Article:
Concerns Over Ever-Worsening Opioid Crisis Could Throw Wrench In Plans To Roll Back Medicaid
Republicans' plans to dismantle and replace the Affordable Care Act could affect efforts to curb the epidemic that's ravaging the country.
The Wall Street Journal:
Opioid Crisis Complicates GOP’s Health-Law Push
The nation’s worsening opioid crisis has become another sticking point in Republican plans to dismantle major portions of the Affordable Care Act, with key GOP senators hesitating to support a bill that could threaten addiction treatment for millions of people. Several provisions of the ACA, also known as Obamacare, allowed millions of Americans seeking substance-abuse treatment to gain coverage, including through an expansion of the Medicaid health program for the poor. But the House bill repealing the ACA, passed in early May, would roll back that Medicaid expansion beginning in 2020 and allow insurance companies to charge some people with drug addictions higher premiums or deny them substance-abuse coverage. (Nunn, 6/11)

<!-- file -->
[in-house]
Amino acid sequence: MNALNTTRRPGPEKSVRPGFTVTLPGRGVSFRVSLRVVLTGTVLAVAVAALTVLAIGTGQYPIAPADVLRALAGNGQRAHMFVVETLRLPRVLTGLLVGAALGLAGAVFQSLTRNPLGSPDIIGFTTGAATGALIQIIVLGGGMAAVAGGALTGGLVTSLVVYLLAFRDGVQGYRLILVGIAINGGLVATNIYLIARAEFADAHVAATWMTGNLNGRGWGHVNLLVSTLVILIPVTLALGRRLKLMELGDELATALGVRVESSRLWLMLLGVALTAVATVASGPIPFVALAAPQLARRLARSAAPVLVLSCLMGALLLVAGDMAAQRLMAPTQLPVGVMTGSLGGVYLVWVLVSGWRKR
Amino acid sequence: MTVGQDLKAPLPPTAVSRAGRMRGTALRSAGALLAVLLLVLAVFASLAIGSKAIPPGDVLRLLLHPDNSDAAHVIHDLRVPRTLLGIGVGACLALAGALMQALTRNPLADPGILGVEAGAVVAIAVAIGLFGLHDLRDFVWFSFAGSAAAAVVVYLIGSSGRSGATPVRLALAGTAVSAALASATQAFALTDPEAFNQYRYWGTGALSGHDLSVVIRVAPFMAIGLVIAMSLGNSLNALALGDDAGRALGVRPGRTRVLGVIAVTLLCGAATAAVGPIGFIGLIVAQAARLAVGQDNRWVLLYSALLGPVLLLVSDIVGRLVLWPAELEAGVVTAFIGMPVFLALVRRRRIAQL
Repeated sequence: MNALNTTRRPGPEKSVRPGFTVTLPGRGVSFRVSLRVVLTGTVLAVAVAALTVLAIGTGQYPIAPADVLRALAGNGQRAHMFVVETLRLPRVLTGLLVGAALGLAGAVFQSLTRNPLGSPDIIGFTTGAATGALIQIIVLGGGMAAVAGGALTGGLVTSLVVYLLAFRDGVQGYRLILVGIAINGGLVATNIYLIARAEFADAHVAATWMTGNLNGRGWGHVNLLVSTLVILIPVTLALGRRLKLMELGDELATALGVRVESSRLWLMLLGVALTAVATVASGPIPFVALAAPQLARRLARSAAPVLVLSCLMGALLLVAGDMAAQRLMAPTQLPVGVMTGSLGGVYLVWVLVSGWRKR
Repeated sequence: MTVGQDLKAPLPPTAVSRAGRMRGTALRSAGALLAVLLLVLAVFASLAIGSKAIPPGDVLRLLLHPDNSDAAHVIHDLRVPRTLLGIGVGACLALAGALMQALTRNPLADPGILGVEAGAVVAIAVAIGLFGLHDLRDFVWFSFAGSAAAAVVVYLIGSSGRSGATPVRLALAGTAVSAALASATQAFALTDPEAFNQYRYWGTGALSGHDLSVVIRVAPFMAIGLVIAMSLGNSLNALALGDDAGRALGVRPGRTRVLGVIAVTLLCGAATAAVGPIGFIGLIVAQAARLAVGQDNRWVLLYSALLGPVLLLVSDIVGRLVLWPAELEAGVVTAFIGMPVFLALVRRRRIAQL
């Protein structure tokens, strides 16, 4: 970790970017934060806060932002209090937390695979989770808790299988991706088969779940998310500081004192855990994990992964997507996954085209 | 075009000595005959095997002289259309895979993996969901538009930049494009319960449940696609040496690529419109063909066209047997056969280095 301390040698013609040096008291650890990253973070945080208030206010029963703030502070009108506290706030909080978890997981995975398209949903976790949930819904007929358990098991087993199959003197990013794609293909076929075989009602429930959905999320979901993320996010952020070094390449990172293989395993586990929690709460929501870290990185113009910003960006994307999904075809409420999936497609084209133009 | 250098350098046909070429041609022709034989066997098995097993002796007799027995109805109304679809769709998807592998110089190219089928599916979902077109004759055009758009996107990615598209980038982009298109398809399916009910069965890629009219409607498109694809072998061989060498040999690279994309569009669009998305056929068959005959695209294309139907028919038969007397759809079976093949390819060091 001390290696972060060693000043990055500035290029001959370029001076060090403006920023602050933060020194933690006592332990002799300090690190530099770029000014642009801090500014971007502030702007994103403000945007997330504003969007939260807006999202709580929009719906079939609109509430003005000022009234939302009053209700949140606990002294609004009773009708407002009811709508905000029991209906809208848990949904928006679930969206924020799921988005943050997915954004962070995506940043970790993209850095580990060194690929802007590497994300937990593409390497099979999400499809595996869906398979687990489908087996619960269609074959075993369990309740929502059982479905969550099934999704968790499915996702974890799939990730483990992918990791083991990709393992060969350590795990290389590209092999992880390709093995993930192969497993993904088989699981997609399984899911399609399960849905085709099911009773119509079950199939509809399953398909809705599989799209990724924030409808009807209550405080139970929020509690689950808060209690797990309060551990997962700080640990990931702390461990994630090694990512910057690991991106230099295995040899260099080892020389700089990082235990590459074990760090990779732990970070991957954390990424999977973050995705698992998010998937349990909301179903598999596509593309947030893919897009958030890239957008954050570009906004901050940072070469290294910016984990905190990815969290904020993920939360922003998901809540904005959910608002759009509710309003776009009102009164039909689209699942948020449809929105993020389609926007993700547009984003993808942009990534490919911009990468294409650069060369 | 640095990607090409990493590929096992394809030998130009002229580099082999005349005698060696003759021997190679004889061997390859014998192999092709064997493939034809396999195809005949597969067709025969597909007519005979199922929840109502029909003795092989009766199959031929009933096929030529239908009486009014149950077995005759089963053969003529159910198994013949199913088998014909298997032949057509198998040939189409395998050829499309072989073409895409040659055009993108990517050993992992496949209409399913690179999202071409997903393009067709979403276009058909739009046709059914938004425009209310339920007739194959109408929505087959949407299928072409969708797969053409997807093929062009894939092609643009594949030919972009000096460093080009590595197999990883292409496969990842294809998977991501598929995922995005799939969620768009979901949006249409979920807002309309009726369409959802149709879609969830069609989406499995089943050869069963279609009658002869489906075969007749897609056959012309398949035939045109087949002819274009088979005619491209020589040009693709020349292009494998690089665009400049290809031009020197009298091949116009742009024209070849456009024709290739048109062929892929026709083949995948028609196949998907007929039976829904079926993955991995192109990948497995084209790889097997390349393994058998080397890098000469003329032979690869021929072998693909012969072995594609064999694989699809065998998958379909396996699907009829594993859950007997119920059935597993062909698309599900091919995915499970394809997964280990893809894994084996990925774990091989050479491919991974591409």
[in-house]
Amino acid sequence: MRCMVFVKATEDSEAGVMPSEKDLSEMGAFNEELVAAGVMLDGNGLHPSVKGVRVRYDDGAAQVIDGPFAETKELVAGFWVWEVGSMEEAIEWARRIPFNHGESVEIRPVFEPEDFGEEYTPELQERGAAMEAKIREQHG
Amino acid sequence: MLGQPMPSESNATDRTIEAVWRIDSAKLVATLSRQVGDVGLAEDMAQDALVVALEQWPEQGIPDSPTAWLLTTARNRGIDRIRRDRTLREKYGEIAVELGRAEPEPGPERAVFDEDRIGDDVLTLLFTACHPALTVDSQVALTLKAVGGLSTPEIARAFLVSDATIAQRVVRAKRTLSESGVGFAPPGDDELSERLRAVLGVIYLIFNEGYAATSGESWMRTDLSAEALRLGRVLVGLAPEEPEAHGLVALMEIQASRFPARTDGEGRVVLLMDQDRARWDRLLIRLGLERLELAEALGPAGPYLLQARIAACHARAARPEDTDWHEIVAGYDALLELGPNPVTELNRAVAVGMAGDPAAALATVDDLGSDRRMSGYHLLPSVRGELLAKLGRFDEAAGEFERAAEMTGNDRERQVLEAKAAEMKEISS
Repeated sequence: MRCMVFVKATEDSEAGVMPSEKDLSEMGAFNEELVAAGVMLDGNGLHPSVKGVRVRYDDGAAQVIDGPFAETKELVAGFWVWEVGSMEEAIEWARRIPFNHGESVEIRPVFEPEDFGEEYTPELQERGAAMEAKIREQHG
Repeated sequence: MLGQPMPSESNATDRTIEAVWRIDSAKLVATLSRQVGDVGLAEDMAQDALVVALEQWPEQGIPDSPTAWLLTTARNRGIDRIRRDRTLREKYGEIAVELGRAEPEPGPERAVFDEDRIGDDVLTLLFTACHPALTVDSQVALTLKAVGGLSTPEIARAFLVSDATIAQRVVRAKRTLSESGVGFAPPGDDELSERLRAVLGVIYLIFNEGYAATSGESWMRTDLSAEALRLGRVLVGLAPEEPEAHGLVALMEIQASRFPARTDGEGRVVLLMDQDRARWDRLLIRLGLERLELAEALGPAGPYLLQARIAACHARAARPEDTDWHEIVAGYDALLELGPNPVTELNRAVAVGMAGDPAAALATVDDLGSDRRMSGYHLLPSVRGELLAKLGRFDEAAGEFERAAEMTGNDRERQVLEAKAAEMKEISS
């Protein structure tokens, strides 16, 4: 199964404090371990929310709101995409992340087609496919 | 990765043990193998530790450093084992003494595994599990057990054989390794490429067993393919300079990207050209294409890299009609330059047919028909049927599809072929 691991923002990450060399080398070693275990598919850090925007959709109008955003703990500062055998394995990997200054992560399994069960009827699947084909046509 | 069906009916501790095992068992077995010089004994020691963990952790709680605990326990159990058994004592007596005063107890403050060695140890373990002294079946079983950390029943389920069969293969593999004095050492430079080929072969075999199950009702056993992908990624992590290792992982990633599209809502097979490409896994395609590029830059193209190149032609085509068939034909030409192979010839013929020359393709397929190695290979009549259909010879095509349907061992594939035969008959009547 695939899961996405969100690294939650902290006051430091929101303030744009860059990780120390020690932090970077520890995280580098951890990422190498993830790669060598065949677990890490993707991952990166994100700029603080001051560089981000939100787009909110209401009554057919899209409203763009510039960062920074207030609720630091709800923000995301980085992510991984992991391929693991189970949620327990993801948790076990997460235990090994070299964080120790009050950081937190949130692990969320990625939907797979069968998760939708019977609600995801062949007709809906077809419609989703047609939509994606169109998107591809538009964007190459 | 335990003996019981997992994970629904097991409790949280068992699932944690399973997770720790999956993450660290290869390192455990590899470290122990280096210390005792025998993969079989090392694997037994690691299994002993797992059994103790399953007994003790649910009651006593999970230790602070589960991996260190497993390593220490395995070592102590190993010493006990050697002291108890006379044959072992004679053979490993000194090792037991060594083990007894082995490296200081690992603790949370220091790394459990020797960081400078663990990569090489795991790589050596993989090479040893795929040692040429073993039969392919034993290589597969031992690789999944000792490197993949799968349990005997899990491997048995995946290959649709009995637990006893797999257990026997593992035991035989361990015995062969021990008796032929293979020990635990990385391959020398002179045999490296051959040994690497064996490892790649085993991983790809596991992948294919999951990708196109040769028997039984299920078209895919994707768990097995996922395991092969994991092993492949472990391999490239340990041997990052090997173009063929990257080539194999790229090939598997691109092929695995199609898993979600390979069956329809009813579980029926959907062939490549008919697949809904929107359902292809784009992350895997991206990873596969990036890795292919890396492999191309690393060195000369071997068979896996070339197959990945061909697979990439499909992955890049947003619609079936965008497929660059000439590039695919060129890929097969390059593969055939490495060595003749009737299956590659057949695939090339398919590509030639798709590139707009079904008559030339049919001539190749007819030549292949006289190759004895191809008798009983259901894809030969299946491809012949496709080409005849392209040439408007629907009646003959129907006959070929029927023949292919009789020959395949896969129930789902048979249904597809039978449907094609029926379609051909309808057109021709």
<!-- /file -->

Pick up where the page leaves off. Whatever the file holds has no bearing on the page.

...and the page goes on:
GOP Cuts To Medicaid Would Threaten Addiction Treatment, Doctors Say
Republicans in both the House and the Senate are considering big cuts to Medicaid. But those cuts endanger addiction treatment, which many people receive through the government health insurance program. Charlene Yurgaitis is one of the people who's been helped. She's 35 and lives in Lancaster, Penn., and once supervised 17 people at an insurance company. But when some college students moved in next door about a decade ago, they became friends and she started doing oxycontin with them. Then she moved onto heroin and harder drugs. (Allen, 6/11)